Parkinson's Disease and Memory
Parkinson's disease involves both damage to the basal ganglia and certain memory dysfunctions, suggesting that the basal ganglia are involved in specific types of memory. Those who have this disease have problems with both their working memory and spatial memory.
Most people can instantly and easily use visual-spatial memory to remember locations and pictures, but a person with Parkinson's disease would find this difficult. He or she would also have trouble encoding this visual and spatial information into long-term memory. This suggests that the basal ganglia work in both encoding and recalling spatial information.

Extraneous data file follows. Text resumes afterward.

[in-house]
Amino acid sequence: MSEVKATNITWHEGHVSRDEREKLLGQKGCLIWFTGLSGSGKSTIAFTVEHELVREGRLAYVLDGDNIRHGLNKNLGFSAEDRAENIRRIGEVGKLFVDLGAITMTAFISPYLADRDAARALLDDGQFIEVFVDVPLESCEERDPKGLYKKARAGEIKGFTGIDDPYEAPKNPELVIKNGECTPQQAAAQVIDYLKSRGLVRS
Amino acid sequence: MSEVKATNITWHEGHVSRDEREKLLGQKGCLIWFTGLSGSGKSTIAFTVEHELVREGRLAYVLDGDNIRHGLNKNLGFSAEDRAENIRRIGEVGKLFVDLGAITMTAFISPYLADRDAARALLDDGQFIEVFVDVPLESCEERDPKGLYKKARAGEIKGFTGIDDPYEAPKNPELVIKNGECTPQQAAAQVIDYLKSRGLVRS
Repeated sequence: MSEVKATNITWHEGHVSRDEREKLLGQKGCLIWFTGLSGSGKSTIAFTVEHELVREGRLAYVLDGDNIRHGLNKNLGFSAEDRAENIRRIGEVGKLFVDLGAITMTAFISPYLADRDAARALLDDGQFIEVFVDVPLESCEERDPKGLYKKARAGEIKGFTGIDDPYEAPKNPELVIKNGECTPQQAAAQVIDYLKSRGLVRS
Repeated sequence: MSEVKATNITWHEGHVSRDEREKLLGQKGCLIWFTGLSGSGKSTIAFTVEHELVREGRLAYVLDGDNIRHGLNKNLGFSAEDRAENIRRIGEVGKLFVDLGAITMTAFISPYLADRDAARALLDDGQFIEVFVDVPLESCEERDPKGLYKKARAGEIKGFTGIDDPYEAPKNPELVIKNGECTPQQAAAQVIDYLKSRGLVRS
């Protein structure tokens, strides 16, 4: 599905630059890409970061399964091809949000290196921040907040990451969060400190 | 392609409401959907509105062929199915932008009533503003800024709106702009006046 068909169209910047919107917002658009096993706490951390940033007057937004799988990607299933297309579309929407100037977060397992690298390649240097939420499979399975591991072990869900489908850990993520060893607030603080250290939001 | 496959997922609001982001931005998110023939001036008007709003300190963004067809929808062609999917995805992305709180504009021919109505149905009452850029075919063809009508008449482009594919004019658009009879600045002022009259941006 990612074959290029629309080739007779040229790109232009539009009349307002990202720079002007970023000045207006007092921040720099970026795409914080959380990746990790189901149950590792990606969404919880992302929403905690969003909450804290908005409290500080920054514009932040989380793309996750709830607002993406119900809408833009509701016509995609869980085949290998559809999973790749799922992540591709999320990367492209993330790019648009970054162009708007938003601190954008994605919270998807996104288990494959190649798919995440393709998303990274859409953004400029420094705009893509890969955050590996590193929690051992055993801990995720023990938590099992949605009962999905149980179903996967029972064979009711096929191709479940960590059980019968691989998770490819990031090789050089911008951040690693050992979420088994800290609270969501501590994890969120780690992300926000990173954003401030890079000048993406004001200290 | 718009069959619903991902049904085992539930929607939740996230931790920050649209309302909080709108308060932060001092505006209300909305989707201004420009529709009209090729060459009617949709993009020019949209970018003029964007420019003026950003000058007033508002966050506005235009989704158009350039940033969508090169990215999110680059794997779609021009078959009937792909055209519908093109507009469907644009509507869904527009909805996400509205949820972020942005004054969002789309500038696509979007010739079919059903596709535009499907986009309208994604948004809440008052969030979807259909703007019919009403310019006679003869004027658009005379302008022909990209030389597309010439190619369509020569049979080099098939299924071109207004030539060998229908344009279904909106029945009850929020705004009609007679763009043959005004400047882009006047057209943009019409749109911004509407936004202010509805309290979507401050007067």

People with Parkinson's disease display working memory impairment during sequence tasks and tasks involving events in time. They also have difficulty in knowing how to use their memory, such as when to change strategies or maintain a train of thought.
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